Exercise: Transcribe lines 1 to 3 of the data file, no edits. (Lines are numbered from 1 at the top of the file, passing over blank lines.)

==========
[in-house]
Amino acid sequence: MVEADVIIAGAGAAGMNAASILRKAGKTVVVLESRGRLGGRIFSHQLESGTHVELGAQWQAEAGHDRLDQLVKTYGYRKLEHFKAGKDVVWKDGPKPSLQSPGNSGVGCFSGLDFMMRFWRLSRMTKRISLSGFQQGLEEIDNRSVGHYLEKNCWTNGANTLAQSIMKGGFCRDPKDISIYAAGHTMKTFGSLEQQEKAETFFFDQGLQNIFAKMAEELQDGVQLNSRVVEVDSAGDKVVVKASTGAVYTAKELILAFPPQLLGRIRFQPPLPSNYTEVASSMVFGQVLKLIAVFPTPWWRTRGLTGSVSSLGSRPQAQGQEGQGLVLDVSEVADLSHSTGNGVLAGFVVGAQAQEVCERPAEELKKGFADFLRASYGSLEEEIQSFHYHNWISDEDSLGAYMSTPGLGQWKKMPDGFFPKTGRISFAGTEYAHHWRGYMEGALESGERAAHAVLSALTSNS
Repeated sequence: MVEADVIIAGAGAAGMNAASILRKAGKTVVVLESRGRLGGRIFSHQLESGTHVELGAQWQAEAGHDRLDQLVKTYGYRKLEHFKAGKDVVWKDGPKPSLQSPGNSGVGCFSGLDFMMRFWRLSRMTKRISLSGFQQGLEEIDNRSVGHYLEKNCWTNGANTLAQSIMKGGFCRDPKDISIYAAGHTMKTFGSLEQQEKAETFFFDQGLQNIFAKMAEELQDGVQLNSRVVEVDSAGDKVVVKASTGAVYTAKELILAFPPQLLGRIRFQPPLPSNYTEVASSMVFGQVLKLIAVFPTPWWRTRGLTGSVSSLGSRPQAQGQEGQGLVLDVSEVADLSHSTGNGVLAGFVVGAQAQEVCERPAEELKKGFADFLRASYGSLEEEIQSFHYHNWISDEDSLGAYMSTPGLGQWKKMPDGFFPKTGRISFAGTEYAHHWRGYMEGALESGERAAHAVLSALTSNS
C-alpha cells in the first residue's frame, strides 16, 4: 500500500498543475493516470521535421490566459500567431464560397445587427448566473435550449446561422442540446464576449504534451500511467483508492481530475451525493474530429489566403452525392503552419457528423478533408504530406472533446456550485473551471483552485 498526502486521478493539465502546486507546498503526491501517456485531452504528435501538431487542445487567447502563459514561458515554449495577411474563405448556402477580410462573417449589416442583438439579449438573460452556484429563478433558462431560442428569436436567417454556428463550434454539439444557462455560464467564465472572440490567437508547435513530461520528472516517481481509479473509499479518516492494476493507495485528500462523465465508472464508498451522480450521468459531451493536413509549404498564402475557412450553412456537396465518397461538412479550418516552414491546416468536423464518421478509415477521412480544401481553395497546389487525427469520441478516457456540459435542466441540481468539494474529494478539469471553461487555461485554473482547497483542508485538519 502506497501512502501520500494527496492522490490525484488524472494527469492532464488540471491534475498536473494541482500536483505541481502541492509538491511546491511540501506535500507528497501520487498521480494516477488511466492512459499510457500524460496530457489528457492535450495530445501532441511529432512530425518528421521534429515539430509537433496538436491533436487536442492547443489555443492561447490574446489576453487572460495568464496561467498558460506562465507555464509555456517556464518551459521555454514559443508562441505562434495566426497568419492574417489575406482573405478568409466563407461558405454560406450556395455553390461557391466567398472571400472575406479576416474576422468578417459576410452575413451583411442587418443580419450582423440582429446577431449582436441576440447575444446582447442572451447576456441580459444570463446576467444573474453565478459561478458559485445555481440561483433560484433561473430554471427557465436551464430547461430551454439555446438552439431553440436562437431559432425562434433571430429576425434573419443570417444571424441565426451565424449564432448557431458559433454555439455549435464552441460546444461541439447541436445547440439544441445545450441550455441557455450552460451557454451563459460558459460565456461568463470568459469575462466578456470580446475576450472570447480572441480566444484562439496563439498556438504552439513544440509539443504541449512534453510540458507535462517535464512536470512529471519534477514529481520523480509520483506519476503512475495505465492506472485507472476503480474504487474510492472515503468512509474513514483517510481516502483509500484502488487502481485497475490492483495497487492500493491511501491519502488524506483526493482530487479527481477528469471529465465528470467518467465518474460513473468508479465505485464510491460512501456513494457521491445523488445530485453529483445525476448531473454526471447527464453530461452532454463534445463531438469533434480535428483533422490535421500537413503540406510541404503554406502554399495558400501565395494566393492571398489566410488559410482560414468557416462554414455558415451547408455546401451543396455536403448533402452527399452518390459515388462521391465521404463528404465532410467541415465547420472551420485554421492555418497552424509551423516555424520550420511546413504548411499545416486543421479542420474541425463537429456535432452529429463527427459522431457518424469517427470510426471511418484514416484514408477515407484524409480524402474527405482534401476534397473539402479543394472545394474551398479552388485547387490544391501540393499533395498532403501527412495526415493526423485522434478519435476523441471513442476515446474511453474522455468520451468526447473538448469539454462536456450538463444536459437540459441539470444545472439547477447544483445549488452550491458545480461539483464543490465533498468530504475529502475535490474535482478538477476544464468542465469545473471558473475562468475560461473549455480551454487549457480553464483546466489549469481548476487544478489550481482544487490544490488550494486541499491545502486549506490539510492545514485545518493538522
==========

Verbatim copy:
[in-house]
Amino acid sequence: MVEADVIIAGAGAAGMNAASILRKAGKTVVVLESRGRLGGRIFSHQLESGTHVELGAQWQAEAGHDRLDQLVKTYGYRKLEHFKAGKDVVWKDGPKPSLQSPGNSGVGCFSGLDFMMRFWRLSRMTKRISLSGFQQGLEEIDNRSVGHYLEKNCWTNGANTLAQSIMKGGFCRDPKDISIYAAGHTMKTFGSLEQQEKAETFFFDQGLQNIFAKMAEELQDGVQLNSRVVEVDSAGDKVVVKASTGAVYTAKELILAFPPQLLGRIRFQPPLPSNYTEVASSMVFGQVLKLIAVFPTPWWRTRGLTGSVSSLGSRPQAQGQEGQGLVLDVSEVADLSHSTGNGVLAGFVVGAQAQEVCERPAEELKKGFADFLRASYGSLEEEIQSFHYHNWISDEDSLGAYMSTPGLGQWKKMPDGFFPKTGRISFAGTEYAHHWRGYMEGALESGERAAHAVLSALTSNS
Repeated sequence: MVEADVIIAGAGAAGMNAASILRKAGKTVVVLESRGRLGGRIFSHQLESGTHVELGAQWQAEAGHDRLDQLVKTYGYRKLEHFKAGKDVVWKDGPKPSLQSPGNSGVGCFSGLDFMMRFWRLSRMTKRISLSGFQQGLEEIDNRSVGHYLEKNCWTNGANTLAQSIMKGGFCRDPKDISIYAAGHTMKTFGSLEQQEKAETFFFDQGLQNIFAKMAEELQDGVQLNSRVVEVDSAGDKVVVKASTGAVYTAKELILAFPPQLLGRIRFQPPLPSNYTEVASSMVFGQVLKLIAVFPTPWWRTRGLTGSVSSLGSRPQAQGQEGQGLVLDVSEVADLSHSTGNGVLAGFVVGAQAQEVCERPAEELKKGFADFLRASYGSLEEEIQSFHYHNWISDEDSLGAYMSTPGLGQWKKMPDGFFPKTGRISFAGTEYAHHWRGYMEGALESGERAAHAVLSALTSNS